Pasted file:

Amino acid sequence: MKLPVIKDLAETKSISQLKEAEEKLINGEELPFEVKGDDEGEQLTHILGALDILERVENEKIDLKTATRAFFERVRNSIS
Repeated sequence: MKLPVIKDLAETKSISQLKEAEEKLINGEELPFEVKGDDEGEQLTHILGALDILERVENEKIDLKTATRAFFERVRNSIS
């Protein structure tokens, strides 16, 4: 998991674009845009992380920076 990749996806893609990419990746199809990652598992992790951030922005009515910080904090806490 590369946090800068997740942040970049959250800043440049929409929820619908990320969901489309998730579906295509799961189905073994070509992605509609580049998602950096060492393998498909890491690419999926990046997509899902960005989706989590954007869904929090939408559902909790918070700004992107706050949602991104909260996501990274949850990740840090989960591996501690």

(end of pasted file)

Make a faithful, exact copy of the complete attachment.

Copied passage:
Amino acid sequence: MKLPVIKDLAETKSISQLKEAEEKLINGEELPFEVKGDDEGEQLTHILGALDILERVENEKIDLKTATRAFFERVRNSIS
Repeated sequence: MKLPVIKDLAETKSISQLKEAEEKLINGEELPFEVKGDDEGEQLTHILGALDILERVENEKIDLKTATRAFFERVRNSIS
């Protein structure tokens, strides 16, 4: 998991674009845009992380920076 990749996806893609990419990746199809990652598992992790951030922005009515910080904090806490 590369946090800068997740942040970049959250800043440049929409929820619908990320969901489309998730579906295509799961189905073994070509992605509609580049998602950096060492393998498909890491690419999926990046997509899902960005989706989590954007869904929090939408559902909790918070700004992107706050949602991104909260996501990274949850990740840090989960591996501690």